Where did Summer ’09 go? It’s Labor Day weekend and we’re already making plans to go back to school or work after our much-deserved vacations. Time to pack up all our gear and tuck away all of our memories that kept us on the beaches and parties during these past warm months of summer. With it, we remember all those songs that somehow made the summer distinctive.
You know what we’re talking about: don’t you remember how last year you couldn’t quite get Katy Perry’s “I Kissed a Girl” out of your head, and somehow you felt, well, edgy and liberated. OK, maybe not, but at least you heard this song everywhere in this country. That piece of pop confection, hyped by bloggers, helped make her typically overexposed on all the vapid awards shows –VMAs, Billboard Awards, AMAs, etc. Showing up wearing ridiculous costumes as if to mask her budding sex appeal, Perry was trotted out to belt out increasingly tawdry versions of “I Kissed a Girl”. She was the Lady Gaga before Lady Gaga was another-bitch-in-your face.
And you couldn’t escape that damn song. It appeared last summer and easily dominated any other song on the radio then. So it’s really about saturation when we consider this year’s contestants for the definitive song of Summer ’09. We’re not necessarily looking for quality here. Lady Gaga may have re-invented pop by throwing all conventions out the window –kind of an anti-pop statement in all her take-no-prisoners attitudes towards sex—but that doesn’t mean it’s any good. What, you didn’t really know what “Poker Face” was about? (Yes, it is a play on words –ha ha, how brilliant!).
We’re already creeping towards an apocalypse in pop culture, what with Britney melting down then returning, full figured with a Starbucks cup attached to her hands, in a seemingly endless concert tour, and Madonna, the ultimate survivor, who has now taken to foisting her own children in her own interminable world tour. The point is, who cares? Isn’t the point of pop music that it’s so very disposable?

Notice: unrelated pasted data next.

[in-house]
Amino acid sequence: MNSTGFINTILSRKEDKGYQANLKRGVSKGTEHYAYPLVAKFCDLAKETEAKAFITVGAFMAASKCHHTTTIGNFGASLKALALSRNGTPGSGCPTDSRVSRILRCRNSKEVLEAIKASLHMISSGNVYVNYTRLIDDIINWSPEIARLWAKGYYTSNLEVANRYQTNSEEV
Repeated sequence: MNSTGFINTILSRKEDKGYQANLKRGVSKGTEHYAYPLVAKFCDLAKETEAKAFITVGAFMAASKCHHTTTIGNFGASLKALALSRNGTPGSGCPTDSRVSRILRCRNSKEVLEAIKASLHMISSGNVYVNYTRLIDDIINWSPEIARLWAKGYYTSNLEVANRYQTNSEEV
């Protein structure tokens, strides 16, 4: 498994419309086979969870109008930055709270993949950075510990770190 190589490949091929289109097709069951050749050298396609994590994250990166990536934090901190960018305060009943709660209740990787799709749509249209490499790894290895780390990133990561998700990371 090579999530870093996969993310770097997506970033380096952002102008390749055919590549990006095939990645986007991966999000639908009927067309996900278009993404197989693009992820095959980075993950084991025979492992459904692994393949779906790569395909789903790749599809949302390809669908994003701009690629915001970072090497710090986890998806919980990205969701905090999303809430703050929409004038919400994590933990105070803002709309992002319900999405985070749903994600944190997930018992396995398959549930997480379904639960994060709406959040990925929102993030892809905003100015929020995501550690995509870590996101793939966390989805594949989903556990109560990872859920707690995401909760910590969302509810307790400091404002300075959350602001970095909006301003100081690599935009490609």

What we’re looking for is a song this summer that simply got in our heads and wouldn’t let go. A distinctive beat, a cloying lyric, something new perhaps. Or maybe we’ll be surprised and find something a bit more long-lasting. In our opinion, these are the definitive disposable discs that we could not escape no matter where we ran to in the last few months. Let’s evaluate each one briefly, then crown an ignominious winner from the garbage pile:
Drake: “Best I Ever Had”
A protégé of Kanye West, Drake is from Toronto, so he doesn’t have any East v West rivalry or baggage holding him down. He also isn’t quite like anyone else in the budding hip-hop sweepstakes that’s going on to replace the disgraced Chris Brown. He has the smoothness and bravado to succeed, even if he isn’t the most able of vocalists like a Ne-Yo or Usher (back in the day, not now when he is bragging about public displays of sex in the embarrassing “Love in the Da Club”).
Drake made a splash this summer at the hastily-rearranged “BET Music Awards” on June 28 by storming out with Lil’ Wayne, who he managed to outperform, with this, his breakout hit, “Best I Ever Had”. Yes, he really thinks “it” is the best he ever had. Watching Joe Jackson there in the front row of the Shrine Auditorium, who really should have been in Encino mourning the very public death of his son, you couldn’t help but wonder what he and millions of others thought about Drake’s frankly salacious performance, accompanied by fairly decent choreography and adequate rapping. Still, we think it’s his fantasy-as-coach music video that propelled Drake’s fame this summer.
Jeremih: “Birthday Sex”
Who would have thought that it took civilization all this time to record a song that puts together the idea of a birthday gift and sex? I guess it’s similar to SNL’s “Dick in a Box” in its silliness but the raw and visceral sentiment is there. I mean, what guy needs to actually go out and buy a crappy and expensive gift like perfume or a handbag when all he really needs to do is do something thoughtful like….well, you get the idea. Or let Jeremih put it in his own words:
You say you want passion
I think you found it
Get ready for action
Don’t be astounded
We switchin’ positions
You feel surrounded
Tell me where you want
your gift, girl